I’m Shira Erlichman and this is The Slowdown.

In my early twenties, in a year of intense aloneness––of confronting a bipolar disorder diagnosis, family estrangement, and moving to a new town––I took refuge in what I could touch. When I’m suffering, the world takes on a tangible hue.

After work, I’d skateboard straight into the Connecticut River. I found myself eye-to-eye with otters, who plunged under the dock into further darkness. Pebbles glittered in the water, my feet touching their thousand eyes. At night, my girlfriend took me square dancing. As I spun between partners, each stranger’s gaze met my own. I clasped hands, and released.

My depression’s claustrophobic velvet seemed to lift, momentarily. Times of deep suffering present an odd awareness: everyone has eyes, I realized. The doctor describing side effects, a stranger before she spins into another’s arms, the otter meeting my gaze with the intensity of a slippery monk. These eyes swell with meaning, with inference. My own eyes, at the time, scared me. They felt feral in the face of grief. It’s why Jews warn against looking in mirrors after the loss of a loved one. That year I feared my darkness was pouring out of my peepers, giving me away. I cried, a lot. Thomas Adams said, “There is no coming to heaven with dry eyes.”

I flew into that river. Maybe it called me. Maybe each droplet in its ancient body wanted to be a witness, compassionate, a sort of friend. When eight months later my mother came to visit me, our reunion was threaded with patience and calm. We went to the river. A loose rope the neighborhood kids loved to jump from dangled at its muddy outskirts. To my surprise, my mom handed me her glasses, and grabbed it. She flew.

“How’d you do that without even seeing?” I asked when she bobbed to the surface.

“It’s because I couldn’t see.”

Today’s poem, from the book Shifting the Silence by painter-poet Etel Adnan, encourages us to vault head-first into life. To, as she writes, “get wet, and even hurt.”

by Etel Adnan

The trees are yellowing,  giving the air a metallic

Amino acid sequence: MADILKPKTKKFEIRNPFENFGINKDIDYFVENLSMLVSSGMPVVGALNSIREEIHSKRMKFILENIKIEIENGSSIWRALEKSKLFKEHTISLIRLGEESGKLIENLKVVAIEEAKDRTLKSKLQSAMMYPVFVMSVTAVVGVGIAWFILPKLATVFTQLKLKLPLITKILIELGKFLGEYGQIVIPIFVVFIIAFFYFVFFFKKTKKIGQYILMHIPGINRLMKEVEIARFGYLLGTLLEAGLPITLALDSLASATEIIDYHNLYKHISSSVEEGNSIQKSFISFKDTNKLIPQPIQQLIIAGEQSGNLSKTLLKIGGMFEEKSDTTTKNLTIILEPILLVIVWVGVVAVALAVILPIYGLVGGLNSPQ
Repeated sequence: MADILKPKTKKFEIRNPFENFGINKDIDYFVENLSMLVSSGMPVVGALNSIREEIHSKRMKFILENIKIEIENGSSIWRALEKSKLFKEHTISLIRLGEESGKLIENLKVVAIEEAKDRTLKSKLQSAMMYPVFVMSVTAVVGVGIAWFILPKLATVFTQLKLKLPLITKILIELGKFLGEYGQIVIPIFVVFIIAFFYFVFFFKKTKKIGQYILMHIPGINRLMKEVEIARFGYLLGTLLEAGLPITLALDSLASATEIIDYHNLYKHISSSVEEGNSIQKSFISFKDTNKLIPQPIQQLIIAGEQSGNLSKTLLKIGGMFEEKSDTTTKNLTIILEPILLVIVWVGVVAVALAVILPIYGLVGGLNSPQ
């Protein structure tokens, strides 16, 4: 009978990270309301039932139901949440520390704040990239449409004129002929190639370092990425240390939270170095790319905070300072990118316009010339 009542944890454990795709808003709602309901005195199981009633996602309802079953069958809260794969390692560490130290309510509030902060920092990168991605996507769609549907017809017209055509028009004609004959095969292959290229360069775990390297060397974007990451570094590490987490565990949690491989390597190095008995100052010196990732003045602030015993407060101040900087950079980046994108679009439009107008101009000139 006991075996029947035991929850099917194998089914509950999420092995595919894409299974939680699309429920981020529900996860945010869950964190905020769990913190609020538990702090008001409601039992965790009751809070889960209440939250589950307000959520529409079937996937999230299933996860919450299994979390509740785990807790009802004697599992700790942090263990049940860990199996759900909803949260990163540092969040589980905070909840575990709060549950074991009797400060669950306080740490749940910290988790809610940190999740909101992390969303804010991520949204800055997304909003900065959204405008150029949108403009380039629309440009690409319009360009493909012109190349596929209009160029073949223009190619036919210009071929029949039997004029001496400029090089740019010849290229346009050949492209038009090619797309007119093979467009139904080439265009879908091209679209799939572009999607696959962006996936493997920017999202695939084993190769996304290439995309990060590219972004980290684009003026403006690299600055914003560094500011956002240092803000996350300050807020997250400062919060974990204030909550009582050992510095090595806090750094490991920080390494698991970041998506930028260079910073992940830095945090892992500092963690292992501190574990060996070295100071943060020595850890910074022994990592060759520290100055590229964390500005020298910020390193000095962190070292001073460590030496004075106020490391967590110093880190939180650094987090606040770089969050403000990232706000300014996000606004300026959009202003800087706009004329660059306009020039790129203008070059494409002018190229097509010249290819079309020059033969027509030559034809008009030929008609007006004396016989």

tone, shaking the imagination out of its lethargy.
The outside world brings much more to me than
what we call the inner one. Yes there’s all the hor-
ror we know, but Cash Creek in Yolo County, the
upper Hudson, the Nile under its pharaonic hues,
Mount Shasta under the rain,  and the mountain,
the  one  which is mine,  take  me into their  own
identities, they silence the world.

I  want to go rafting,  not only on rivers but on any
experience,  the mental ones particularly,  feel the
joy of frantic concepts, of their freedom mainly. It’s
tiring to analyze,  cut thinking into bits,  scrutinize
happenings,  so  much labor for mediocre results.
Let’s jump and dive,  go with winds,  let’s get wet
and even hurt, let’s give the Yellowstone River the
chance to toss us the way it does tree trunks and
salmon, let’s use its ways on our dormant brains!

Where  do  painters   stand   in  all  this?   Usually,
nowhere. They seldom say, or write something as
revelatory as their works can be, structurally non-
translatable.  I  miss listening to jazz music,  or to
Schubert,  and if I had the chance,  would  rather
watch  a  tiger  run  for  real  than  read  my  most
beloved poets. But poets are poets. Nothing will
dislodge them. Even when in their most pathetic
moments, they’re badly needed.

"from Shifting the Silence" by Etel Adnan from SHIFTING THE SILENCE copyright © 2020 Etel Adnan. Used by permission of Nightboat Books.